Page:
It is to Clinton's credit that he removed the hypocrisy in thisparticular case. At the December 1993 UN session, the Clintonadministration reversed official policy, joining with Israel for the first time in opposing UN 194. As is the norm, there was no report or comment. But at least the inconsistency is behind us: the first half of Article 13(2) has lost its relevance, and Washington now officially rejects its second half.

The US also rejects Article 14 of the UD, which declares that "Everyone has the right to seek and to enjoy in other countries asylum from persecution." Again the rationale of the US stance is easy to see. To mention only one case, for 20 years the US has virtually blockaded Haiti, forcing fleeing refugees back to the hands of brutal torturers and murderers, who were generally backed, openly or tacitly, by Washington.

Within the rich industrial societies themselves, human rights protection is generally high by comparative standards. The more serious violations have to do with behaviour beyond the borders. The most extreme are direct participation in horrendous atrocities, and support for them: for example, Washington's Indochina wars, which left millions dead and three countries in ruins, with thousands still dying every year from unexploded ordnance and the effects of chemical warfare; or the US wars in Central America in the '80s, which left hundreds of thousands of tortured and mutilated victims and millions of refugees, widows, and orphans. In this case, the US dismissed with contempt the ruling of the World Court ordering it to terminate its "unlawful use of force" and pay substantial reparations to the victims.

According to Lars Schoultz, the leading academic specialist on the USand human rights in Latin America, US aid "has tended to flowdisproportionately to Latin American governments which torture theircitizens, [...] to the hemisphere's relatively egregious violators offundamental human rights." The same pattern continues under Clinton: the leading recipient of US military aid and training is Colombia, where the military and its paramilitary associates are compiling a shocking human rights record, the worst in the hemisphere.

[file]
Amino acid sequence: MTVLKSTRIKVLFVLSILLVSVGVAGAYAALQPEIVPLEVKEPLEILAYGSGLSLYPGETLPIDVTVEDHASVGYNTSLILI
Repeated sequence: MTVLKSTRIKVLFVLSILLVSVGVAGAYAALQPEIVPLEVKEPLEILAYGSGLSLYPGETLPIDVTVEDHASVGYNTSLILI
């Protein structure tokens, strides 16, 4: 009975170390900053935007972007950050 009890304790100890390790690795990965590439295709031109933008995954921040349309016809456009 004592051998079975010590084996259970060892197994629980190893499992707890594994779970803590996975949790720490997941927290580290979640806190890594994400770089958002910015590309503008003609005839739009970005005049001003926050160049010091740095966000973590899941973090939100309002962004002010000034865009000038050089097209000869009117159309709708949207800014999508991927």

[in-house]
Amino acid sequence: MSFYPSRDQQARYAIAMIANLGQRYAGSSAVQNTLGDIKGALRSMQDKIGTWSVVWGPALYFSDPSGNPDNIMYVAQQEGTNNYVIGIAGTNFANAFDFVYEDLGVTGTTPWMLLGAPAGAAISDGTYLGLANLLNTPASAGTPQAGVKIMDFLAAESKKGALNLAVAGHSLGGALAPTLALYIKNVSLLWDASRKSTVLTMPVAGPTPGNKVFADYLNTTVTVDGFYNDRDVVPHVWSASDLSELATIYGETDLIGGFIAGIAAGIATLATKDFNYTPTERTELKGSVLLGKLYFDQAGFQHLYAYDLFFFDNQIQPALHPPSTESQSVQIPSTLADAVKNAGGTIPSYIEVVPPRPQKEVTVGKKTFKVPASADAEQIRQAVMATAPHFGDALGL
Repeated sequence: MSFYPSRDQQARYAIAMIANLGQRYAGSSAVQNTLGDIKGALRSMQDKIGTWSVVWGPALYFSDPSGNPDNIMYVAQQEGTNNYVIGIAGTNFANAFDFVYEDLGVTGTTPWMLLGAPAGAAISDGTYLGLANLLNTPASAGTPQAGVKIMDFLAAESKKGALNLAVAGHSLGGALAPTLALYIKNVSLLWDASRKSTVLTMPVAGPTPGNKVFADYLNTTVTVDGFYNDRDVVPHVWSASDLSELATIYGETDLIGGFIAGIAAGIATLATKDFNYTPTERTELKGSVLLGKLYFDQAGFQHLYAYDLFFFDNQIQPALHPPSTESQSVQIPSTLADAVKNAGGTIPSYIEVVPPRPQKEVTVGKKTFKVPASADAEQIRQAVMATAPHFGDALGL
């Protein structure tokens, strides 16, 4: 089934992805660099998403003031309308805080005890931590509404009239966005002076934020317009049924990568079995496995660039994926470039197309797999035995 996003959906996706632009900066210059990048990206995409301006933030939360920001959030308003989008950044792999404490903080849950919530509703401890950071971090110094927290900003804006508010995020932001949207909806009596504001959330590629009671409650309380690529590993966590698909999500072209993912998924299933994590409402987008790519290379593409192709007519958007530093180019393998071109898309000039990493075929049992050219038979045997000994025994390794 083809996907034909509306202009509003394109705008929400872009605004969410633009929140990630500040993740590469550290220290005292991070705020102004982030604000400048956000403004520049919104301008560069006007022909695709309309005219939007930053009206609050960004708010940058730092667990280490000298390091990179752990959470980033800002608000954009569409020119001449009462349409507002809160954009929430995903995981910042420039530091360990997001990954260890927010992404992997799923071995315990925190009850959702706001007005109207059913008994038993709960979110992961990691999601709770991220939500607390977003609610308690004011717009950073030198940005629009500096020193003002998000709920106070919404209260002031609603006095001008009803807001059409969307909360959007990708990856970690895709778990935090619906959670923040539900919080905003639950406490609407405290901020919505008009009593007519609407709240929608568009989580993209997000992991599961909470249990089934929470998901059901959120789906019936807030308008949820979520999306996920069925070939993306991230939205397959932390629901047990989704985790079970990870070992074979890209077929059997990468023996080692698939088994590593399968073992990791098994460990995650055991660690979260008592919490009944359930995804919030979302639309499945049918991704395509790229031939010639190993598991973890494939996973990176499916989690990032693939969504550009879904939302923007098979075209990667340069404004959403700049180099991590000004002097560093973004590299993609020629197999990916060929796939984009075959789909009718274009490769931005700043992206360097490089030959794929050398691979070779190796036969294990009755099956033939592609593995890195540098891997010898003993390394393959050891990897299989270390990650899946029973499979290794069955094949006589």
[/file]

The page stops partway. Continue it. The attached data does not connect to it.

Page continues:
Further afield, the US (along with the UK and others) supported SaddamHussein with enthusiasm throughout his worst atrocities, only turningagainst him when he disobeyed orders -- and then supporting him again as he slaughtered rebelling Shi'ites immediately after the Gulf War. In Indonesia, Suharto came to power in 1965 with the massacre of hundreds of thousands of people, mostly landless peasants, a "staggering mass slaughter" in the words of the New York Times, which went on to praise the "moderates" who had brought about this "gleam of light in Asia", thus joining in the applause that resounded across the political spectrum for the worst massacre since the Holocaust.

Suharto proceeded to compile one of the world's worst human rightsrecords, invading and illegally annexing East Timor while killing perhaps a quarter of its population, always with strong Western support. Meanwhile the turned his rich country into a "paradise for investors", who were hindered only by the rampant corruption and robbery of the Suharto family and their associates. The Clinton administration hailed Suharto as "our kind of guy" when he visited Washington. As in the case of Saddam, Mobutu, Ceaucescu, Marcos, Duvalier, Somoza, Trujillo and a long list of other gangsters and killers, Suharto lost favour in Washington only when he no longer performed his assigned role, losing the capacity to control thepopulation.

This is only the tip of the iceberg. It makes good sense for people todemand and struggle for the rights that are officially proclaimed, andtypically used by the powerful as a weapon against others. They should do so, however, without illusions about power systems and those who serve them.

* Professor Chomsky teaches at M.I.T. A documentary video titled "PROFESSOR NOAM CHOMSKY: THE NEW WORLD ORDER; LATIN AMERICA AND THE MIDDLE EAST" is available. http://www.MiddleEast.Org/video1.htm